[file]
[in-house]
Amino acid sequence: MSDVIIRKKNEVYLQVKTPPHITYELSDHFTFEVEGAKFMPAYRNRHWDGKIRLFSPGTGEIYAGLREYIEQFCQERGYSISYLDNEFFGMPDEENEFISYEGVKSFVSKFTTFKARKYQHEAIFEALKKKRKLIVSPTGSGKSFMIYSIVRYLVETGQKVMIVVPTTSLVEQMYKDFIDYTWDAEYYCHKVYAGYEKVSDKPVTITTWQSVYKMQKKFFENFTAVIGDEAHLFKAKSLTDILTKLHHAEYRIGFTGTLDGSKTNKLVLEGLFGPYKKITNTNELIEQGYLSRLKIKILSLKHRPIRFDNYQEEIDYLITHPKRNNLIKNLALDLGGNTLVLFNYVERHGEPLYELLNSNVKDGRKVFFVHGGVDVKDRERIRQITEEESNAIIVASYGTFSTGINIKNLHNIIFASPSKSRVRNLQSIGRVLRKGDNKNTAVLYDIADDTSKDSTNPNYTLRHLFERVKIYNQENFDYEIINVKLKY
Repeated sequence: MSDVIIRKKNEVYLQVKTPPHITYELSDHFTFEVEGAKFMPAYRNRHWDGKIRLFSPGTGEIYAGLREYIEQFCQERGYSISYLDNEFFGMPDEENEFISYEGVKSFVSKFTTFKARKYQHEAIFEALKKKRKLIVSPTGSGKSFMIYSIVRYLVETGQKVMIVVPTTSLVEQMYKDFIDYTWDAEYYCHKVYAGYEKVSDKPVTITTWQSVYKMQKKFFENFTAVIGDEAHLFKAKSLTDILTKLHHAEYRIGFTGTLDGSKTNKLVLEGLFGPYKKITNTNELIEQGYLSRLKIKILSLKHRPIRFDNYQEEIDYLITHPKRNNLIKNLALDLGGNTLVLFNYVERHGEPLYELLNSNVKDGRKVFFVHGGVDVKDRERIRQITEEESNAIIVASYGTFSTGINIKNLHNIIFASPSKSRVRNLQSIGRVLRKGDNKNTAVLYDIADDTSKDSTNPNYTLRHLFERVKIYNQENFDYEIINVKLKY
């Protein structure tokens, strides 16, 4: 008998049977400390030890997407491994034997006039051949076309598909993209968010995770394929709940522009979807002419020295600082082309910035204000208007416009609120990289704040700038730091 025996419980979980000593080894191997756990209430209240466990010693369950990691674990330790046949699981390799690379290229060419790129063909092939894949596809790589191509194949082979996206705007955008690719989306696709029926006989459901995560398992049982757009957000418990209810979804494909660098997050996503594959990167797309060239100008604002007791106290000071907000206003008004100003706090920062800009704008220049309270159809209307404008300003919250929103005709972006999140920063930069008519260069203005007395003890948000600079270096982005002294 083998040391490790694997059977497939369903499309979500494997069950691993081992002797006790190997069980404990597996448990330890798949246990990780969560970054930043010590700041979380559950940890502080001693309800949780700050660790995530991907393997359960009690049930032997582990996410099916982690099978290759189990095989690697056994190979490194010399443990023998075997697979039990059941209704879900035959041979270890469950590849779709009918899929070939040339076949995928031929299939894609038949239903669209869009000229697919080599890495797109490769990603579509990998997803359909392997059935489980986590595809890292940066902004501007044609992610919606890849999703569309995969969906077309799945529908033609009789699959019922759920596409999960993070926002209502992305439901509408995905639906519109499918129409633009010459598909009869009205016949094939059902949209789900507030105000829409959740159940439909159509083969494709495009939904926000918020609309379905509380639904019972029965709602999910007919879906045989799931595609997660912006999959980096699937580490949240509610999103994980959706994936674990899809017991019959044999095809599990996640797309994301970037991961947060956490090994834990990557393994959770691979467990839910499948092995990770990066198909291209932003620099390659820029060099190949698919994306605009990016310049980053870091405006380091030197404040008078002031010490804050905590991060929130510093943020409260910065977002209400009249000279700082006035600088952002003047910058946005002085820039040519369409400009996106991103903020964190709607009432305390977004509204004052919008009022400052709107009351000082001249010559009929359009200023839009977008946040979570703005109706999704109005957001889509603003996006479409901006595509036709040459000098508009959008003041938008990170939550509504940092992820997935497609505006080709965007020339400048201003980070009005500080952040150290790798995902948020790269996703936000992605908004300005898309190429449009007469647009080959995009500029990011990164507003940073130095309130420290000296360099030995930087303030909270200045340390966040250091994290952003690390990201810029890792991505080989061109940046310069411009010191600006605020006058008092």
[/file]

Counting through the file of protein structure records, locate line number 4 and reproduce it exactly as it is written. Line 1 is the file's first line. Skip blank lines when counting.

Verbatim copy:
């Protein structure tokens, strides 16, 4: 008998049977400390030890997407491994034997006039051949076309598909993209968010995770394929709940522009979807002419020295600082082309910035204000208007416009609120990289704040700038730091 025996419980979980000593080894191997756990209430209240466990010693369950990691674990330790046949699981390799690379290229060419790129063909092939894949596809790589191509194949082979996206705007955008690719989306696709029926006989459901995560398992049982757009957000418990209810979804494909660098997050996503594959990167797309060239100008604002007791106290000071907000206003008004100003706090920062800009704008220049309270159809209307404008300003919250929103005709972006999140920063930069008519260069203005007395003890948000600079270096982005002294 083998040391490790694997059977497939369903499309979500494997069950691993081992002797006790190997069980404990597996448990330890798949246990990780969560970054930043010590700041979380559950940890502080001693309800949780700050660790995530991907393997359960009690049930032997582990996410099916982690099978290759189990095989690697056994190979490194010399443990023998075997697979039990059941209704879900035959041979270890469950590849779709009918899929070939040339076949995928031929299939894609038949239903669209869009000229697919080599890495797109490769990603579509990998997803359909392997059935489980986590595809890292940066902004501007044609992610919606890849999703569309995969969906077309799945529908033609009789699959019922759920596409999960993070926002209502992305439901509408995905639906519109499918129409633009010459598909009869009205016949094939059902949209789900507030105000829409959740159940439909159509083969494709495009939904926000918020609309379905509380639904019972029965709602999910007919879906045989799931595609997660912006999959980096699937580490949240509610999103994980959706994936674990899809017991019959044999095809599990996640797309994301970037991961947060956490090994834990990557393994959770691979467990839910499948092995990770990066198909291209932003620099390659820029060099190949698919994306605009990016310049980053870091405006380091030197404040008078002031010490804050905590991060929130510093943020409260910065977002209400009249000279700082006035600088952002003047910058946005002085820039040519369409400009996106991103903020964190709607009432305390977004509204004052919008009022400052709107009351000082001249010559009929359009200023839009977008946040979570703005109706999704109005957001889509603003996006479409901006595509036709040459000098508009959008003041938008990170939550509504940092992820997935497609505006080709965007020339400048201003980070009005500080952040150290790798995902948020790269996703936000992605908004300005898309190429449009007469647009080959995009500029990011990164507003940073130095309130420290000296360099030995930087303030909270200045340390966040250091994290952003690390990201810029890792991505080989061109940046310069411009010191600006605020006058008092």